nanoparticles will result in an aggregation.

Based on
surface plasmon resonance of
gold nano
particles, an aggregation of gold particles will result in
a color change.


One
of t
hese researches
is the
Qdot™
by Invitrogen
.

The significance of this bi
omarker is
its nanoscale size (
comparable to protein) and the tuneability to produce different
wave length.

The structure of Qdot™ and color scheme is shown i
n Figure 2.






Figure 2. Structure of Q
dot™ by I
nvitrogen and
schematic of
difference in color due to
core size
difference.

Figure reprint from www.invitrogen.com.



Other theoretical development in nano
-
diagnostics also includes a
ntibodies
labelled with magnetic nanoparticles
.


Upon

exposed to a magn
etic field, these
anibodies

respond with a strong magnetic signal if they are reacting

with certain
substances.

Furthermore
, gold nanoshells linked to specific antibodies

that target
tumors

could, when hit by infrared light, heat up to destroy growths sel
ectively.


Currently, different medium of nano materials such as nanotubes, nanoparticles,
nanowires, and nanoporous materials are also examined for biocompatibility and
subsequent detection [2].




The advantage
s

of these nano
-
biosensor
s

are mainly driven

by their high
-
throughput
and the ability to perform In Vivo analysis
.

These analyses are in real
time and do

not require labeling of the
target.

Economically, arrays of nanosenors can
be fabricated in tens of thousands of units.



Development of synth
etic polymer


Recently new and exciting opportunities for bionanofabrication have emerged
in the fields of synthetic biology and recombinant protein engineering.

Although
bionanofabrication is still at its infancy, it has a wild scope of applications and
promising future.

The field of synthetic

polymer can be ranged from genetic
engineering, biomolecule fabrications to tissue engineering.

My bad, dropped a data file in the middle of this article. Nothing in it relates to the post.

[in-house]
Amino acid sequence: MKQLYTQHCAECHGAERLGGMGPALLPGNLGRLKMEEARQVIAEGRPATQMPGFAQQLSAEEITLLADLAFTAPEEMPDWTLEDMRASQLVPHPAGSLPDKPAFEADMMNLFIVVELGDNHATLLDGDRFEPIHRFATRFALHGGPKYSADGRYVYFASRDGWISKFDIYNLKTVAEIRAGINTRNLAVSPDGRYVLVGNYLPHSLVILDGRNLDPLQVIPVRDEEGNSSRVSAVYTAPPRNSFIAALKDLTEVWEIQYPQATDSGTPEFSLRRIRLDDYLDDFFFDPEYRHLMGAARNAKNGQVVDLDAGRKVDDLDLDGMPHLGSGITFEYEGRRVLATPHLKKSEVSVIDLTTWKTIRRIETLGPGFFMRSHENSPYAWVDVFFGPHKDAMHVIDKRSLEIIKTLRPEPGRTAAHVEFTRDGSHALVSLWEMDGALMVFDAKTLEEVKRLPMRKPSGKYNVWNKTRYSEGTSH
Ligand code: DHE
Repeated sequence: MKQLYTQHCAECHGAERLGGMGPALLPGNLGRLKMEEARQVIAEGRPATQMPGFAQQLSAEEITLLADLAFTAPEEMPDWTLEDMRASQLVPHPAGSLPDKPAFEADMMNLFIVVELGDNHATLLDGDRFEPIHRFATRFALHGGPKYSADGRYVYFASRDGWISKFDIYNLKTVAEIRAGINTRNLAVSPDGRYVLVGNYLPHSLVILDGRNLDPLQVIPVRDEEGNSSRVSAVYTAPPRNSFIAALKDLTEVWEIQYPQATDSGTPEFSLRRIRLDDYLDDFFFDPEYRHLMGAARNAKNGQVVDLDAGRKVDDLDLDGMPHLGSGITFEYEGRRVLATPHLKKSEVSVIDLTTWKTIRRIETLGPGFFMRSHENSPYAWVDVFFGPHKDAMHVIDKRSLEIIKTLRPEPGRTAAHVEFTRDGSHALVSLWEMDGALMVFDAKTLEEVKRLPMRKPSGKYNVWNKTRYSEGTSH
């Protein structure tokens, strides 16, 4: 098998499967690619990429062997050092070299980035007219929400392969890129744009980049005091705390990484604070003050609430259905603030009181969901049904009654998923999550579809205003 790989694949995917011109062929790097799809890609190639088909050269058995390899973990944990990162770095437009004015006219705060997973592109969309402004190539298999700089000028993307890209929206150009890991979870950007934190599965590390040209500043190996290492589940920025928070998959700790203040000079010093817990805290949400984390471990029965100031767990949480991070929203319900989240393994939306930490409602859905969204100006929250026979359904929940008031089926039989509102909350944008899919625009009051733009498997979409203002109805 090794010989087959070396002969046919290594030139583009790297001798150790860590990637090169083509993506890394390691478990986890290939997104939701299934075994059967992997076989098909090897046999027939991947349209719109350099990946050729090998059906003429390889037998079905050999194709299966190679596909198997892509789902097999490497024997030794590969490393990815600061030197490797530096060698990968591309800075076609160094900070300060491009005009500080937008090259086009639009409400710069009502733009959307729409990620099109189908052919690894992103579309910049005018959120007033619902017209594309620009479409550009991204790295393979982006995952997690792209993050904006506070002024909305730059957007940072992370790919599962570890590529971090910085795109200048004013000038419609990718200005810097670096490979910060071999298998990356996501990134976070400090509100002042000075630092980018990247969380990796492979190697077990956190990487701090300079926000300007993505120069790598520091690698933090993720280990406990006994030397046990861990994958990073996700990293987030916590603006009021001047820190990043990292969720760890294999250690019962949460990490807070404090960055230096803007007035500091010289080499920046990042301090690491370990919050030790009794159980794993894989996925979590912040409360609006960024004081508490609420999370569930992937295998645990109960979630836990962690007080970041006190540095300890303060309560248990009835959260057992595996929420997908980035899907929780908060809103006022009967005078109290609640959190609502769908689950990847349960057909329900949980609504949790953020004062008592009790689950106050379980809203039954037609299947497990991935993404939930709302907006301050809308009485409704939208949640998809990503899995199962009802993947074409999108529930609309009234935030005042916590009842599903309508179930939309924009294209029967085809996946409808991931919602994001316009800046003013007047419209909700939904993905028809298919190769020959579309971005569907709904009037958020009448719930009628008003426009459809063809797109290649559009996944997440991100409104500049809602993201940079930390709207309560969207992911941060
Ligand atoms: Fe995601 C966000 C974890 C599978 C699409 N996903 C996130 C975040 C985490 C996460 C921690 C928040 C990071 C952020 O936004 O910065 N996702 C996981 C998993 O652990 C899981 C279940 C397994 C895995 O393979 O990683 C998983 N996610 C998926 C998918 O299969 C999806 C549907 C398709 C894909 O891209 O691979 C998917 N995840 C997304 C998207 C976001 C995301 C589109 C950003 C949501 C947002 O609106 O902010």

More recently, the research area of nanobiotechnology has been
broadening

to
genetic engineering.

Genetic material
s can be characterized as repeating units of
monomers in nanoscales.

The possibility of modifying genes in nucleotide level is
driven by the advance of the before mentioned nano
-
biosensor [3]
.


DNA strands
,
which have complementary sticky
-
end overhangs,
c
an be fabricated and
self
-
assemble
into a branched junction.

These branched junctions can further self
-
assemble into
DNA nanogrids owing to the orientation of the complementary sticky ends
.


Micropatterned DNA arrays have been proposed to

be used as templ
ates for high
-
throughput gene synthesis and protein expression.


As compare to traditional
P
olymerase Chained Reaction (PCR)
, this process can have much higher production
rate and thus provide a significant economical advantage.




Fig
ure

3
. TEM images o
f nanotubes and nanovesicles from a surfactant
-
like peptide

V6D. The
sample was flash frozen in liquid propane (

180

C) to preserve the structure formed in solution. (B)
Molecular modeling of cut
-
away structures of a nanotube and a nanovesicle formed from surfactant
-
like peptides. Color code: red, polar heads; green, nonpolar tails. The modeled dimension is 50

100
nm
in diameter. Figure reprint from Ref [4]


Another group of material focused in nanofabrica
t
ion is peptides [4].

Peptides
are short chains of nucleic acids which are fragment of proteins and can form
biological entities such as antibodies. Researches
h
ave shown various types of self
-
assembling peptide systems with capabilities to form twisted
β
-
sheets, to undergo
conformational changes, to bind to specific surfaces, and to construct nanotubes and
nanovesicles (Fig. 3).

Each of these supramolecular formations is governed

by the
properties of the peptide units.

The research in nanofabrication c
an be further
extend
ed
to
tissue engineering [5].
Since the morphology and

patterning of the tissue

is determined by it microstructures, the researcher focused on

various methods on
controlling polymeric substrates and fabricate the materials into micro
-

and
nanometric patterns.


Nanoscale Drug Delivery Devices


In addition to the potential improvements in the diagnostic field,
nanotechnology offers advantages that allow a more targeted drug delivery and a